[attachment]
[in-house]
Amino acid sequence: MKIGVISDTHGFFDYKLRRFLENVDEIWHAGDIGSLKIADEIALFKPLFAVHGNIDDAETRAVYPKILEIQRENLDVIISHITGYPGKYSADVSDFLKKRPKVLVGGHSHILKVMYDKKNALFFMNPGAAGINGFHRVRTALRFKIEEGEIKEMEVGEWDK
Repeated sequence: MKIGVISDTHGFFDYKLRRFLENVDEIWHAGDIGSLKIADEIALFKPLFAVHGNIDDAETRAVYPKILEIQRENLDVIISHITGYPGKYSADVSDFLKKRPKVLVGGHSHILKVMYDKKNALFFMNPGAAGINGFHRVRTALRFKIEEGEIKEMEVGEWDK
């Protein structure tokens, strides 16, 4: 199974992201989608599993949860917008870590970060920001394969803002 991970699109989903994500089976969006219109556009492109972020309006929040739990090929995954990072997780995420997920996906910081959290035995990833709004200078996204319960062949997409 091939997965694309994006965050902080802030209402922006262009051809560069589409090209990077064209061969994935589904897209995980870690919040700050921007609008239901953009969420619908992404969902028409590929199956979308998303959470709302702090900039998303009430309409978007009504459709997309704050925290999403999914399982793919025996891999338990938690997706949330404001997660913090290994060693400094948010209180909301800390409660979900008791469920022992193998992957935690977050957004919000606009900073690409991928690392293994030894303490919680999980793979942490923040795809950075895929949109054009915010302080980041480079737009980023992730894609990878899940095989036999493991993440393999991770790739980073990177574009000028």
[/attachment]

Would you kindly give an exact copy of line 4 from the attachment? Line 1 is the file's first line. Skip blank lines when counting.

């Protein structure tokens, strides 16, 4: 199974992201989608599993949860917008870590970060920001394969803002 991970699109989903994500089976969006219109556009492109972020309006929040739990090929995954990072997780995420997920996906910081959290035995990833709004200078996204319960062949997409 091939997965694309994006965050902080802030209402922006262009051809560069589409090209990077064209061969994935589904897209995980870690919040700050921007609008239901953009969420619908992404969902028409590929199956979308998303959470709302702090900039998303009430309409978007009504459709997309704050925290999403999914399982793919025996891999338990938690997706949330404001997660913090290994060693400094948010209180909301800390409660979900008791469920022992193998992957935690977050957004919000606009900073690409991928690392293994030894303490919680999980793979942490923040795809950075895929949109054009915010302080980041480079737009980023992730894609990878899940095989036999493991993440393999991770790739980073990177574009000028």